White House says Turkey’s role in F-35 program now ‘impossible’
WASHINGTON — The White House said Turkey’s continued participation in the F-35 fighter jet program is now “impossible” because of President Recep Tayyip Erdogan’s decision to begin receiving parts for a Russian-made missile defense system.
“The F-35 cannot coexist with a Russian intelligence collection platform that will be used to learn about its advanced capabilities,” according to a White House statement on Wednesday.
It’s a move President Donald Trump has made clear he was reluctant to take, telling reporters on Tuesday that “it is a very tough situation that they are in, and it’s a tough situation that we have been placed in, the United States.”
The Trump administration’s decision is separate from economic sanctions Trump might impose on Turkey through the Countering America’s Adversaries Through Sanctions Act, or CAATSA. Those penalties range from limiting the size of American bank loans to Turkish entities to more severe efforts such as cutting off access to the U.S. financial system, an unlikely step that would shatter the already-fragile Turkish economy.
Turkey, with its planned purchases of about 100 of the F-35s made by Lockheed Martin Corp., is one of the four top foreign customers for the world’s costliest weapons program, along with Japan, Australia and the U.K. Ten Turkish companies may be suspended from making more than 900 parts for the F-35 that over the program’s lifetime could generate more than $9 billion in orders. Turkey’s first two jets were to have been delivered later this year.
— Bloomberg News
Tension between Democratic factions spills into minimum wage debate
WASHINGTON — Tension between the progressive and moderate factions of the Democratic Caucus are again spilling into public view ahead of a priority party vote to raise the federal minimum wage.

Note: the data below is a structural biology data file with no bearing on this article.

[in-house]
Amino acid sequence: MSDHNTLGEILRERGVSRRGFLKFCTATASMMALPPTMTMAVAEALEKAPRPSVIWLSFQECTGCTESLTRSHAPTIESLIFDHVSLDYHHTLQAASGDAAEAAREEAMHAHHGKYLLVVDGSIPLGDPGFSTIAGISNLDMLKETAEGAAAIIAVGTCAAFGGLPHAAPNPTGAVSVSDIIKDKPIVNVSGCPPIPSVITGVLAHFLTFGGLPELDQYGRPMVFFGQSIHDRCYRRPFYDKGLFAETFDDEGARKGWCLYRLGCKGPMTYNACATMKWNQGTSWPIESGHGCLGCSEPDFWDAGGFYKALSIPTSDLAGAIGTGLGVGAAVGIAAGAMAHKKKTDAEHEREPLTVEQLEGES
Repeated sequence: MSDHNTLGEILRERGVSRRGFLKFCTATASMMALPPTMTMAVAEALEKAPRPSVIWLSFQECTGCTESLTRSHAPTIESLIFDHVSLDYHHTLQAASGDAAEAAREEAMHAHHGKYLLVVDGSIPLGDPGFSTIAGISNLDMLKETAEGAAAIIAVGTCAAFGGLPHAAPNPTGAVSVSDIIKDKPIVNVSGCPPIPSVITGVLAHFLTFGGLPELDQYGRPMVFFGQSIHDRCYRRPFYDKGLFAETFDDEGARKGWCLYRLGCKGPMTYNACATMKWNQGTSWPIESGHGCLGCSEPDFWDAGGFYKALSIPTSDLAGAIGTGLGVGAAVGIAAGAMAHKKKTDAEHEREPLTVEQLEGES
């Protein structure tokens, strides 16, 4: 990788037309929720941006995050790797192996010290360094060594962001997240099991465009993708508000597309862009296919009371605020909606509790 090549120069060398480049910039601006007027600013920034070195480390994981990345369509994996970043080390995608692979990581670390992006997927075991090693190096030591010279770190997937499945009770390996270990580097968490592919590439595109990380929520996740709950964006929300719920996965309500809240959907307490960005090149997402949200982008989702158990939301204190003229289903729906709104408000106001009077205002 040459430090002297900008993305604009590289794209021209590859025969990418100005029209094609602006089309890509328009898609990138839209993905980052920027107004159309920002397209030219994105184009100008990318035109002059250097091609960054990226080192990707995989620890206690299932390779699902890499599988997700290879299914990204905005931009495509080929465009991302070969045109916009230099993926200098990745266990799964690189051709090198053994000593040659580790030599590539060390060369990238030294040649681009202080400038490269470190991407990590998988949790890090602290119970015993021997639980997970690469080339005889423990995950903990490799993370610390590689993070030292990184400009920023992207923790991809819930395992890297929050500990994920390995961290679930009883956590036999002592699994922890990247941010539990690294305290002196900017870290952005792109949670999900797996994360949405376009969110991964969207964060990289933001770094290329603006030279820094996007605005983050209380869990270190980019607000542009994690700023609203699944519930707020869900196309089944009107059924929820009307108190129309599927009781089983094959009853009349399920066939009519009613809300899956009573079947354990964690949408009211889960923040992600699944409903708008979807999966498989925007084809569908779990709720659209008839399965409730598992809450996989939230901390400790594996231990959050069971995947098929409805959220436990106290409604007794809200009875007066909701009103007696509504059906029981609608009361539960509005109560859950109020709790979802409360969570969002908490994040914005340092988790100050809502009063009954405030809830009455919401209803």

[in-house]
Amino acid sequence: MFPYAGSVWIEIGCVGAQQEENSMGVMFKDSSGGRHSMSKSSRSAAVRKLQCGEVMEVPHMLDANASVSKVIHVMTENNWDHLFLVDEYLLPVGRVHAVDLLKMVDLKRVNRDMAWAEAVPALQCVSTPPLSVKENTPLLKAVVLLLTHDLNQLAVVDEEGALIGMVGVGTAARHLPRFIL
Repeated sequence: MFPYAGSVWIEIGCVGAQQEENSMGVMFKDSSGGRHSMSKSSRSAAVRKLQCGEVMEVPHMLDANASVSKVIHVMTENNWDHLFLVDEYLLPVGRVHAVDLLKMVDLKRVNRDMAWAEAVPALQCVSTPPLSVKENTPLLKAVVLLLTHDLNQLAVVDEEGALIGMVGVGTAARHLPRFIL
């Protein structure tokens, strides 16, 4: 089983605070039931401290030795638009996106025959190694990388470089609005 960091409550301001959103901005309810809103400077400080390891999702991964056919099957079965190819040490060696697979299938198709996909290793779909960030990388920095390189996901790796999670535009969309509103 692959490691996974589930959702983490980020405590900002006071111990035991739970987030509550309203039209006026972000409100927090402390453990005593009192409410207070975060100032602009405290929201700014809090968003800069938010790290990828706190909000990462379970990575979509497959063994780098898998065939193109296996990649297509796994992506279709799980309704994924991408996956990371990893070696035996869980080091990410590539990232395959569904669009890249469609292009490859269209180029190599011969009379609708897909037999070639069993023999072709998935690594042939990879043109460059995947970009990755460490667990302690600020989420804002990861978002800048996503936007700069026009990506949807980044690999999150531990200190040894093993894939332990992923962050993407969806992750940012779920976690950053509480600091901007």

A day before a planned Thursday vote on a bill to incrementally increase the current $7.25 federal minimum wage to $15, Congressional Progressive Caucus Co-chairs Mark Pocan and Pramila Jayapal issued a statement that served as a warning to their moderate colleagues.
“We have no doubt that congressional Republicans will try to divide the Democratic Caucus with a disingenuous motion to recommit,” they said. “It’s up to all of us to stand unified and reject their bad faith effort to undermine this bill. After consulting with our members this week, we are confident that any bill that includes a poison pill Republican motion to recommit will lack the votes to pass on the House floor.”
To translate, progressives are willing to vote against a piece of legislation they have championed if moderate Democrats help Republicans adopt a last-minute amendment to the bill, known as a motion to recommit, or MTR.
Their warning, coming in the form of a public statement and not a private conversation, is significant and shows a lack of trust between the two factions. Tension that had surfaced among Democrats amid intraparty debate over border funding last month clearly has not cooled.
— CQ-Roll Call
Maryland Gov. Hogan says Trump tweets ‘very unbecoming of a president,’ stops short of calling them racist
BALTIMORE — Maryland Gov. Larry Hogan has criticized President Donald Trump’s tweets and comments that certain members of Congress should “go back” to other countries.
“I thought the comments were terrible and very unbecoming of a president,” Hogan, a Republican, told WJZ-TV Tuesday night. “Totally inappropriate.”
Hogan’s statement, while critical of the president, stopped short of calling the president’s tweets racist, as they’ve broadly been described.
Asked if the governor believes the president’s tweets were racist, a spokeswoman for Hogan said the governor had nothing to add.
— The Baltimore Sun
LAPD officer charged with two counts of rape, prosecutors say
LOS ANGELES — An LAPD officer has been charged with rape following a sexual assault investigation, authorities said Wednesday.
Officer William Rodriguez, a 10-year veteran of the LAPD who most recently was assigned to the Valley Traffic Division, was taken into custody Tuesday and relieved of his police powers. The L.A. County district attorney’s office charged him with two counts of forcible rape in a case with a special allegation of multiple victims.
The investigation stemmed from a Nov. 1 report of a sexual assault involving an acquaintance at Rodriguez’s home. The investigation led to the discovery of Rodriguez’s involvement in a second sexual assault in August 2015, officials say. Prosecutors say that the attack occurred under similar conditions. Both incidents occurred while Rodriguez was off-duty.
Rodriguez was identified through a combined DNA index system, or a “cold hit” DNA match, authorities said.
— Los Angeles Times